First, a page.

Toyota Rukus Review 2010

Even Toyota admits its newest car is designed to create a ruckus. And it is more than just its name, which also happens to be Rukus.

Toyota Australia's senior executive director sales and marketing, David Buttner, admits the boxy wagon is "the most un-Toyota car we have ever sold". "I understand the looks will polarise people," Buttner says.

Buttner also says Toyota needs to attract a new style of buyer, one who is youth oriented or at least younger than the global demographic for Toyota cars, which is aged 54. "If it provides us with a chance to attract a younger buyer we believe the investment is worthwhile," he says.

The Rukus is expected to attract two types of buyer, urban trendies and those whose car is an extension of their personalities. Buttner says the Gen Y car is designed to be different. "Rukus is set to invade our automotive culture, just as it has done in Japan and the United States."

The car has reached cult status in its home Japanese market and also has a strong following in the US. Toyota says the car defies automotive design conventions, particularly the modern trend towards curvy, streamlined shapes. "Suddenly, it's hip to be square," Buttner says.

Based on the Corolla, the Rukus shares its architecture with the hatch but borrows its 123kW 2.4-litre four cylinder engine from the RAV4. Buttner describes the boxy wagon as a Tardis – spacious on the inside and compact on the outside. Its on-road footprint is similar to the Corolla hatch, while it gains an extra 40mm of rear overhang to provide plenty of luggage space.

Buttner says the car straddles the market between a wagon and a compact off-roader. Despite the quirky design, Buttner is confident the newest wagon will appeal to urban trend-setters and young couples and families. "Rukus will appeal to many people who have never previously considered a Toyota. In that sense, it's the most un-Toyota vehicle we have ever introduced," he says. "It's not for everyone – and that's OK. It's an acquired taste."

Prices start at $27,490 for the opener and three models will be available, known as Build 1, Build 2 and Build 3. The Rukus accent is on safety as much as in-your-face styling and strong performance with six airbags, stability and traction control and anti-skid disc brakes all standard.

Other features in every Rukus include air-conditioning, 16-inch alloy wheels, cruise control, keyless entry and ignition, power mirrors and windows and an engine immobiliser. The quirky design details continue on the inside with centrally mounted gauges and high-mounted gearshift. Audio and cruise-control switches are also on the steering wheel. The boxy shape affords plenty of room for gear. There are plenty of handy storage spaces throughout the cabin, including underneath the luggage floor.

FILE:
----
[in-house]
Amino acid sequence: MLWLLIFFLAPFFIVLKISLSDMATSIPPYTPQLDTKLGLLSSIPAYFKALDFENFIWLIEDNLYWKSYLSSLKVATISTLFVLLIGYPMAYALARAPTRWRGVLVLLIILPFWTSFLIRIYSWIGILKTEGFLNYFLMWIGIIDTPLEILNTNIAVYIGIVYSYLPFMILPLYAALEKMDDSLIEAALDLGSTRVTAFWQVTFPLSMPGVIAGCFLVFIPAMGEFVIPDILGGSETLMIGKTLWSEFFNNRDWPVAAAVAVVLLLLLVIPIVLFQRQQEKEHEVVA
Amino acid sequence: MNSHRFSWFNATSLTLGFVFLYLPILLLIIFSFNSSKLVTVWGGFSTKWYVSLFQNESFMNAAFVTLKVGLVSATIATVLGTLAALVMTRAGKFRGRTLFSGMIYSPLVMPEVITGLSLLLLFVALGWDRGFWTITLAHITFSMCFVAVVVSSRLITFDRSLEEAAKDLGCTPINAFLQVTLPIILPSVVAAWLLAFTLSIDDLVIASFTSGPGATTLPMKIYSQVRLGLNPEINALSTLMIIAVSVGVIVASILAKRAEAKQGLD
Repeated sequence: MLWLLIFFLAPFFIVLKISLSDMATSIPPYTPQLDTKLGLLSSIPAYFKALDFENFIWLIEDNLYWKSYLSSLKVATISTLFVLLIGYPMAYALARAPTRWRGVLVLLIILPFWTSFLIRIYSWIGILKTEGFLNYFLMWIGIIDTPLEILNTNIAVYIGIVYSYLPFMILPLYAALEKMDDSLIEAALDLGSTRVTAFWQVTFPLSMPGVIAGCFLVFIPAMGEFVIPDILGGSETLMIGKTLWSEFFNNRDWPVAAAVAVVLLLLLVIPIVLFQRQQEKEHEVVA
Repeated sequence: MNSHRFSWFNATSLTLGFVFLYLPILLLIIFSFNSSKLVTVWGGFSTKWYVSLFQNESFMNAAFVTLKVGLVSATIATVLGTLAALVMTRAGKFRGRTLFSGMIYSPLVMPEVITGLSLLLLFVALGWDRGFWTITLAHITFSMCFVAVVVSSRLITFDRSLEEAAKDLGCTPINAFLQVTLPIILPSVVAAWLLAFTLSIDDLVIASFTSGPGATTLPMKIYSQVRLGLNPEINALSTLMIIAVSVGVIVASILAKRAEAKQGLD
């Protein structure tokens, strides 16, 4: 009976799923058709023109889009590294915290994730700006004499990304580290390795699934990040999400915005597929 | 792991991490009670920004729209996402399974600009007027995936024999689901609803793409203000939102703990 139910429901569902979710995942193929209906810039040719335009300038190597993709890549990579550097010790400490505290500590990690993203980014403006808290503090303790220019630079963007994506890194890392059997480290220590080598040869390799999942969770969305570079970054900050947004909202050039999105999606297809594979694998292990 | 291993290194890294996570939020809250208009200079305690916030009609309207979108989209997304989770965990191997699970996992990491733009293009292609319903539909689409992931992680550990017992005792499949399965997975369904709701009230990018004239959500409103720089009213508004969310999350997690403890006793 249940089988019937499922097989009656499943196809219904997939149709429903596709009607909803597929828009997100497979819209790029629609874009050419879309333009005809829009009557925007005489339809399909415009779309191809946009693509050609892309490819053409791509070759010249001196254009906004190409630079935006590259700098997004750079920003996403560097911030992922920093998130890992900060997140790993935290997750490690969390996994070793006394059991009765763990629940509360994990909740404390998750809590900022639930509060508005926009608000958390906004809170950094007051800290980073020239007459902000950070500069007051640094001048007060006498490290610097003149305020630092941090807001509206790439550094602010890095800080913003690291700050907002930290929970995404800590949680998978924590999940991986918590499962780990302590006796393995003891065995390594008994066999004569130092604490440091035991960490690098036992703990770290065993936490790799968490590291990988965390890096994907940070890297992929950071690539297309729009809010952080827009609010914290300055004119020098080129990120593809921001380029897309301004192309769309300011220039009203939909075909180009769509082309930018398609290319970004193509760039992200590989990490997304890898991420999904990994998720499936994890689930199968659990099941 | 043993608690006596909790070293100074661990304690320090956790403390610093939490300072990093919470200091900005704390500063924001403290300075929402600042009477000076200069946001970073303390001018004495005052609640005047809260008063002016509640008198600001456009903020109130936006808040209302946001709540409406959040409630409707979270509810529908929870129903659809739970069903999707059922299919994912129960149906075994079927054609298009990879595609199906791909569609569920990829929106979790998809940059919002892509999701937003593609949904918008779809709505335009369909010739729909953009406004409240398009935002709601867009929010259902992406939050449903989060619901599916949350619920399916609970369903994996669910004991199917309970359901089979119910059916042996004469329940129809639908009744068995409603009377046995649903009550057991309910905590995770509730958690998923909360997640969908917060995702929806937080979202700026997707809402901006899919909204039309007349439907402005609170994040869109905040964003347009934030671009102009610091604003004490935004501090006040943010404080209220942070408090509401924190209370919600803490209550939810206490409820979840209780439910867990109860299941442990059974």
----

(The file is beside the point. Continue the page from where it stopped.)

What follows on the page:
The Build 1 sound system has six speaker CD stereo, Bluetooth hands-free telephone and audio streaming, USB and 3.5mm audio input. The $29,990 Build 2 adds leather-accented seats, steering wheel and gearshift, plus upgraded air conditioning. Nine speakers for the sound system include a sub-woofer, and there's a six CD-stacker plus a 4.3-inch colour screen for the audio. The aircon gains climate-control and push-button operation. Build 3 is effectively the range topper and adds a tilt-and-slide moonroof for a further $1800.

Toyota is expecting to sell between 150 and 200 a month with buyers split 50/50 between private and fleets. Buttner admits it is a low volume car but it remains an important addition to the Toyota lineup. He expects most buyers to be conquests from rival niche vehicles, small hatches, small wagons and compact off-roaders. Buyers will also have the opportunity to dress up their cars with various decals which include stripes, flames and bricks, as well as alloys. An additional lure for buyers is a fixed price servicing deal of $130 for the first six scheduled services.


Passion is more than just a box on wheels. Although Toyota is to be applauded for getting out of its design straightjacket, they are trying a little too hard with the Rukus. The company that brought us the evocative Celica and MR2 needs to revisit these cars to try and lure a younger buyer back to the brand.

The Rukus is not that car. It's good but it's hardly exciting. It drives predictably and the Toyota badge will be enough for many. It has the same 2600mm wheelbase as the Corolla but gets a 40mm longer rear which translates into a very practical and roomy luggage area.

The 123kW/224Nm 2.4-litre four-cylinder is a perky performer for the size of the car. The Rukus will hurtle away from the traffic lights with plenty of zip courtesy of the standard four-speed automatic.

Our time with the Toyota Tardis was all too brief but if you're familiar with the Corolla's steering, brakes and handling you will feel right at home. What we really like about the Rukus is its commodious interior. The windscreen stretches out in front of the driver like a panoramic cinema screen. There is plenty of room for even the heftiest people up front as well as in the back seat.

The standard equipment list is good and the safety kit runs to six airbags, stability control and a strong body. Given that the Corolla wagon is no longer available, the Rukus could fill that niche. But as Kia is finding out with the Soul, there's more to flogging a car to Gen Y than just looks.

Perhaps the most important thing about the Rukus is that it heralds a change in culture at Toyota. It could be the first of many different and interesting Toyotas to head our way.


Build 1: $27,490
Build 2: $29,990
Build 3: $31,790